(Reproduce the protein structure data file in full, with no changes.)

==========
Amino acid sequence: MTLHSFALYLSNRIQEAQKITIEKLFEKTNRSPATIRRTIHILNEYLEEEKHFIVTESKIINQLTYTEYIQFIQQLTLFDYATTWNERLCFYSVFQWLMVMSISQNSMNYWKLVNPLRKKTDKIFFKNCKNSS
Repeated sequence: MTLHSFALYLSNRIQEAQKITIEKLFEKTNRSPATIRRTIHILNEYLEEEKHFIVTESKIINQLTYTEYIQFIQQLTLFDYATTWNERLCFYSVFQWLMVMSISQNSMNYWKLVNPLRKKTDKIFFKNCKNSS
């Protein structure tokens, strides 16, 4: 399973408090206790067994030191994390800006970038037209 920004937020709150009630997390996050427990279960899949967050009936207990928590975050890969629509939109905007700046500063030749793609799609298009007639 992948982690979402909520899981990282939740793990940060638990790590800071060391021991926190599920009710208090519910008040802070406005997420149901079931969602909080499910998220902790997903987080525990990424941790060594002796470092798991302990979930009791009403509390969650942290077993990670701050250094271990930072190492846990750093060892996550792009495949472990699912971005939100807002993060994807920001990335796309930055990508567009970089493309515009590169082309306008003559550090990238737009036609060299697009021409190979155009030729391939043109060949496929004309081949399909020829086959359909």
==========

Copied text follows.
Amino acid sequence: MTLHSFALYLSNRIQEAQKITIEKLFEKTNRSPATIRRTIHILNEYLEEEKHFIVTESKIINQLTYTEYIQFIQQLTLFDYATTWNERLCFYSVFQWLMVMSISQNSMNYWKLVNPLRKKTDKIFFKNCKNSS
Repeated sequence: MTLHSFALYLSNRIQEAQKITIEKLFEKTNRSPATIRRTIHILNEYLEEEKHFIVTESKIINQLTYTEYIQFIQQLTLFDYATTWNERLCFYSVFQWLMVMSISQNSMNYWKLVNPLRKKTDKIFFKNCKNSS
């Protein structure tokens, strides 16, 4: 399973408090206790067994030191994390800006970038037209 920004937020709150009630997390996050427990279960899949967050009936207990928590975050890969629509939109905007700046500063030749793609799609298009007639 992948982690979402909520899981990282939740793990940060638990790590800071060391021991926190599920009710208090519910008040802070406005997420149901079931969602909080499910998220902790997903987080525990990424941790060594002796470092798991302990979930009791009403509390969650942290077993990670701050250094271990930072190492846990750093060892996550792009495949472990699912971005939100807002993060994807920001990335796309930055990508567009970089493309515009590169082309306008003559550090990238737009036609060299697009021409190979155009030729391939043109060949496929004309081949399909020829086959359909």